New Disney+ Series Helps Young Black Girls Embrace Important Hair Care Ritual
When it comes to the books our kids read, the toys they play with, and the shows they watch, representation matters. Diverse characters help children of color feel more confident in their identity and can foster understanding and tolerance in white children. But according to research by common sense media, white people occupy 76% of leading roles in streaming and network television shows, despite making up only 60% of the population.
Tariq “Black Thought” Trotter and Amir “Questlove” Thompson of award-winning hip-hop group The Roots have answered the call for more diverse children’s programming. The pair teamed up with Disney+ to create Get up, sing, a series of musical animated shorts that focus on themes such as acceptance and empowerment. The series, which premiered in February, tackles topics related to race and culture from a child’s perspective and is designed to encourage conversation between children and their parents. Each episode lasts between two and three minutes, about the longest time you can hold a preschooler’s attention before they become completely agitated.
An episode, titled, Super Beanie, received praise from parents for teaching a lesson in caring for black hair. In the video, a group of black girls at a sleepover sing a song meant to teach their white friend how their beanies protect their naturally curly hair while they sleep. And because no one does like Disney when it comes to children’s songs, check out these Words:
“BBB-Bonnet, beanie, see my face? That’s what’s on it
From the time I go to bed until I wake up in the morning
When I stretch and yawn because a new day is dawning
I still have it, we call this super funky little performance beanie.
Believe me, these kids have bars.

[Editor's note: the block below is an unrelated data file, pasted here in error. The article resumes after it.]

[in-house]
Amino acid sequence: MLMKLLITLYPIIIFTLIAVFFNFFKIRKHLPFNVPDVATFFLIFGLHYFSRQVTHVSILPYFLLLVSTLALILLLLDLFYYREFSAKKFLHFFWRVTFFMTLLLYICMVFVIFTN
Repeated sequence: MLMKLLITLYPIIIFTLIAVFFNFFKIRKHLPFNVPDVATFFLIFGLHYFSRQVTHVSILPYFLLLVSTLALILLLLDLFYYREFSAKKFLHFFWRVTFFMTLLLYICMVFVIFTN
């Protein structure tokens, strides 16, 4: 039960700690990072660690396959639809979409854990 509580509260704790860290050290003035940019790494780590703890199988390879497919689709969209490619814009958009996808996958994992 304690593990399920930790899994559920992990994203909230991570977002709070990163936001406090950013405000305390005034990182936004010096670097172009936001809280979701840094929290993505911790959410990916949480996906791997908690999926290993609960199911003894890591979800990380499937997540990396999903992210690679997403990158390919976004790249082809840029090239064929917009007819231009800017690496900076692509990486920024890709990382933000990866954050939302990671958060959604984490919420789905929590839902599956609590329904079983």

Parents of children of color have taken to social media to share how happy they are to see this type of representation in children’s shows and how Super Beanie helped their children feel proud to wear their caps to sleep. Breanna Martin shared an adorable video of her daughter dancing to Super Beanie on instagram.
“That’s why representation is important!!! Seven was so excited to wear her beanie because she saw the other little girls on TV wearing one. You could see her reaction was like ‘hey I have one too 😍😄💃🏾🙆🏾♀️ “lol. So cute!” Martin said in his post. “I posted this on my TikTok, and these are comments from people saying this video brought them to tears. It’s a new day, and we’re embracing brown skin, natural hair, and experiencing total black .
Get up, sing Creator Latoya Raveneau hopes the videos will help inspire kids to start some of the conversations that are too hard for adults to have. “We always wanted these shorts to be uplifting, hopeful because we grounded them in this childlike optimism we can talk about all the things we can do to make the world a better place,” she said. . Explain.
In addition to his work on Get up, sing, Raveneau is also working on the the comeback from the hit animated seriesThe Proud Family, title The Proud Family: Stronger and Prouder on Disney+.